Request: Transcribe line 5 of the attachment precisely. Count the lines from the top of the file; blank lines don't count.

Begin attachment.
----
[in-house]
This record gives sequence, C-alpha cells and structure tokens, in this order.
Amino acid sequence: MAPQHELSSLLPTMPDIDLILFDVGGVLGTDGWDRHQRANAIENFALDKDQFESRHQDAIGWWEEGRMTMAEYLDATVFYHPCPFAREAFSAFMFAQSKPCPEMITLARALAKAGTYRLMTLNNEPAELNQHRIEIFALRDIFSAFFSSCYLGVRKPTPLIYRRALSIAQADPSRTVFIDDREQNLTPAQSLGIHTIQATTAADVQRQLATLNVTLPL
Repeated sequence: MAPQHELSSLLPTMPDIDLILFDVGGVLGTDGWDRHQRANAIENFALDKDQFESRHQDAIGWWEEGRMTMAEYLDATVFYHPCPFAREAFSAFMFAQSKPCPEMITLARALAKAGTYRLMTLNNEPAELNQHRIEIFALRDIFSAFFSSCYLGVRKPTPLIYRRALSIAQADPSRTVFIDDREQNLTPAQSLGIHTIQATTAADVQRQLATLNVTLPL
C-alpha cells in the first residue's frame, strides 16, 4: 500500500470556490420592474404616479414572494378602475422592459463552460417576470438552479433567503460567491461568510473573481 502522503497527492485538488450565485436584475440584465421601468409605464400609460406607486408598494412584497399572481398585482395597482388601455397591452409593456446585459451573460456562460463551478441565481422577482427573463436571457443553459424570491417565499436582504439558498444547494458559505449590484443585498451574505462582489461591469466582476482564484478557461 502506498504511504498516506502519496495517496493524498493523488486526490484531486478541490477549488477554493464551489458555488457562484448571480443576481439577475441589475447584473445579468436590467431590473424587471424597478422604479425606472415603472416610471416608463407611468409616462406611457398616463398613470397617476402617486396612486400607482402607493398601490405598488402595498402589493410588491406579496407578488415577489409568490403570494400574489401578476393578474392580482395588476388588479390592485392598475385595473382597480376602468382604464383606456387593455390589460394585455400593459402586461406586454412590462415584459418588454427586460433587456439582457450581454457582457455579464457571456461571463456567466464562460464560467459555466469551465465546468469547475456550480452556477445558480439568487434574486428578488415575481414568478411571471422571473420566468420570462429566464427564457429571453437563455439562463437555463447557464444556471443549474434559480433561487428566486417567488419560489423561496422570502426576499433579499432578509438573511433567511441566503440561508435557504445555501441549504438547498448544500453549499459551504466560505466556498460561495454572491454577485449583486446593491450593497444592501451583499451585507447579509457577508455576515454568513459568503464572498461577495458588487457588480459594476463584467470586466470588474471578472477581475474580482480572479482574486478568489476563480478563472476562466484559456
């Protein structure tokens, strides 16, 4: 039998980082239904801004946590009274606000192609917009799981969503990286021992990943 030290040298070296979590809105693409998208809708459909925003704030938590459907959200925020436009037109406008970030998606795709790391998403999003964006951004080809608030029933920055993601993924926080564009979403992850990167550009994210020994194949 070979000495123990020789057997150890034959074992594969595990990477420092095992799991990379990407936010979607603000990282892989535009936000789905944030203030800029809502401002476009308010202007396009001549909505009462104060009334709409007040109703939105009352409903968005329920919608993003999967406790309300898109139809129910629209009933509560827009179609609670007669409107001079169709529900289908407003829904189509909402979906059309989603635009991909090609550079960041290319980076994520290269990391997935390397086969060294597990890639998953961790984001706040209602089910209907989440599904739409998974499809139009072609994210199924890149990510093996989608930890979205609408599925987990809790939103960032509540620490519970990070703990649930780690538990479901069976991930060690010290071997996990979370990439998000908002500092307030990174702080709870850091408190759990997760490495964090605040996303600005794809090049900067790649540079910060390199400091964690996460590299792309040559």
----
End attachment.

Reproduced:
C-alpha cells in the first residue's frame, strides 16, 4: 500500500470556490420592474404616479414572494378602475422592459463552460417576470438552479433567503460567491461568510473573481 502522503497527492485538488450565485436584475440584465421601468409605464400609460406607486408598494412584497399572481398585482395597482388601455397591452409593456446585459451573460456562460463551478441565481422577482427573463436571457443553459424570491417565499436582504439558498444547494458559505449590484443585498451574505462582489461591469466582476482564484478557461 502506498504511504498516506502519496495517496493524498493523488486526490484531486478541490477549488477554493464551489458555488457562484448571480443576481439577475441589475447584473445579468436590467431590473424587471424597478422604479425606472415603472416610471416608463407611468409616462406611457398616463398613470397617476402617486396612486400607482402607493398601490405598488402595498402589493410588491406579496407578488415577489409568490403570494400574489401578476393578474392580482395588476388588479390592485392598475385595473382597480376602468382604464383606456387593455390589460394585455400593459402586461406586454412590462415584459418588454427586460433587456439582457450581454457582457455579464457571456461571463456567466464562460464560467459555466469551465465546468469547475456550480452556477445558480439568487434574486428578488415575481414568478411571471422571473420566468420570462429566464427564457429571453437563455439562463437555463447557464444556471443549474434559480433561487428566486417567488419560489423561496422570502426576499433579499432578509438573511433567511441566503440561508435557504445555501441549504438547498448544500453549499459551504466560505466556498460561495454572491454577485449583486446593491450593497444592501451583499451585507447579509457577508455576515454568513459568503464572498461577495458588487457588480459594476463584467470586466470588474471578472477581475474580482480572479482574486478568489476563480478563472476562466484559456